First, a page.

The four most common cabinet materials are wood, laminate, thermofoil, and stainless steel. General care is the same for all, but treatments of scratches and stains differs for each. wood Cabinets can be made of many different materials.
Wood: Varieties, including maple, birch, and cherry. Often, cabinet boxes and doors are covered in a veneer bonded to lesser-quality woods or medium-density fiberboard rather than being made of solid wood. Wood cabinets are usually finished with either a tough, clear coating that seals and protects the wood or a painted finish.
Special Considerations: Do not apply oil to sealed or painted wood cabinets. The oil will not penetrate the finish and will attract dust and grime. Camouflage superficial scratches with shoe polish or a wax fill stick designed for repairing furniture in a color that matches the original finish. Deep scratches will necessitate refinishing.
Laminate (also known as melamine): Made of layers of Kraft paper impregnated with plastic, laminate veneers are generally bonded to wood or medium-density fiberboard to create cabinet boxes and doors.
Special Considerations: Stains on laminates with a matte and granular texture can be treated with a paste of baking soda and water to draw the stain out. Do not rub, as baking soda is abrasive. Do not use baking soda on laminates with a glossy texture. Camouflage superficial scratches using a repair kit made specifically for laminate cabinets, available at home centers or from cabinet retailers. Deep scratches cannot be repaired; you will need to replace the cabinet door.
Thermofoil: This is made of medium-density fiberboard coated with a layer of vinyl. Unlike laminate cabinet doors, which are generally flat, thermofoil cabinet doors often have raised- or recessed-panel designs. Because the vinyl layer is extremely thin, it can be bonded to more intricate shapes than laminate can.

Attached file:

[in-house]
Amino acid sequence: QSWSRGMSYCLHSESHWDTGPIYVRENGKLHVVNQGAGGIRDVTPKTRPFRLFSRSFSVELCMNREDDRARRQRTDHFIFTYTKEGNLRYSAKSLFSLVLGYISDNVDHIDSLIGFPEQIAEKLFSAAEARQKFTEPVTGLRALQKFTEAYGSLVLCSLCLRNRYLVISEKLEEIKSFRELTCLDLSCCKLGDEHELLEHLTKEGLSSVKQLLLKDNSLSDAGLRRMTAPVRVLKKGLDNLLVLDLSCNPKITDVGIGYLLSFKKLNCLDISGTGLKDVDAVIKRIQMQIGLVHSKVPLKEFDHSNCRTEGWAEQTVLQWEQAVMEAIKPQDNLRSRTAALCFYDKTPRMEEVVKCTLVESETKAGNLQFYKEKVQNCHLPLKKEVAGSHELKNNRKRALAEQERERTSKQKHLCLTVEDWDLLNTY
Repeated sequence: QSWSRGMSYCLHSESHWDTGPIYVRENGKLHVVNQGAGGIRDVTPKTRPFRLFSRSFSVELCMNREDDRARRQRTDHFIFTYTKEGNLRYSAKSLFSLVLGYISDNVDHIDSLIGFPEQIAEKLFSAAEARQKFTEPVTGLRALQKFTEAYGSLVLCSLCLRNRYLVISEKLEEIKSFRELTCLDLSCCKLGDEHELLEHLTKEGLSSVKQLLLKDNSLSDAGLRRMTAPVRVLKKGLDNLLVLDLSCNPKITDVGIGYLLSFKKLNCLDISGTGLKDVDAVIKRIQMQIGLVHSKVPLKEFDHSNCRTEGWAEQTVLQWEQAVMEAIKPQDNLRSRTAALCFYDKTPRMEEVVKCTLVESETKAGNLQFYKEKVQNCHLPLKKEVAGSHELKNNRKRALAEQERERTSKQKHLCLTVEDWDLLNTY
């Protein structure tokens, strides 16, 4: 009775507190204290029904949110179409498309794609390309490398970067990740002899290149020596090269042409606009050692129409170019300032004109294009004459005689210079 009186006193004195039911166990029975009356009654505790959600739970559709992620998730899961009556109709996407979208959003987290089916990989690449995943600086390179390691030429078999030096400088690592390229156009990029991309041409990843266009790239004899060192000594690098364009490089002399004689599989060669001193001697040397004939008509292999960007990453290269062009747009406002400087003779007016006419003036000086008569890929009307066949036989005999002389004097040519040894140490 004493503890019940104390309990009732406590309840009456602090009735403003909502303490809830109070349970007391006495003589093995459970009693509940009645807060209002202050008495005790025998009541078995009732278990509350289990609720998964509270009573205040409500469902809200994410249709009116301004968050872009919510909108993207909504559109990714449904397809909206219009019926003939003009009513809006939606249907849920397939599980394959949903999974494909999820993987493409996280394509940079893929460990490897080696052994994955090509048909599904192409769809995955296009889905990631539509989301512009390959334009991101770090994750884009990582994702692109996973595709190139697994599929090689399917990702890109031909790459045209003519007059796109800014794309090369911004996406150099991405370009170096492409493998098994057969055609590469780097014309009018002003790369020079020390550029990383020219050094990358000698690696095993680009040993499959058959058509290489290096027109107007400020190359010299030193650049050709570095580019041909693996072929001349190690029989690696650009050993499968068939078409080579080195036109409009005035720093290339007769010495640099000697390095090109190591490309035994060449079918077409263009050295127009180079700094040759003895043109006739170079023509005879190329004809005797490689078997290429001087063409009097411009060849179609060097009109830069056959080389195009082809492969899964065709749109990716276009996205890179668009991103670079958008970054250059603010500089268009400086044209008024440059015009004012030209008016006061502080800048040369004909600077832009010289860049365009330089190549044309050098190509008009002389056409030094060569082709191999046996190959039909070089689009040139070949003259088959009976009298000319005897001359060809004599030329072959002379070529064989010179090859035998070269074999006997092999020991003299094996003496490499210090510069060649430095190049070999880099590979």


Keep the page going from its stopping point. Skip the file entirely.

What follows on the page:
Special Considerations: Camouflage superficial scratches using a repair kit made specifically for thermofoil cabinets, available at home centers or from cabinet retailers. Deep scratches cannot be repaired; you will need to replace the cabinet door.
Stainless Steel: Made of an alloy of steel and chromium, stainless-steel veneers are bonded to wood or medium-density fiberboard to create cabinet boxes and doors.
Special Considerations: Always wipe in the same direction as the grain. Water stains can be treated with a commercial stainless-steel spray. Stainless steel with a smooth finish shows water marks and fingerprints more than stainless with a brushed finish. Although stainless is durable, it will scratch and dent. Superficial scratches can be polished out with a light-duty (white) nylon pad. It’s essential that you polish with the grain; polishing against it will create more damage. Dents are usually not repairable; you will need to replace the entire cabinet door.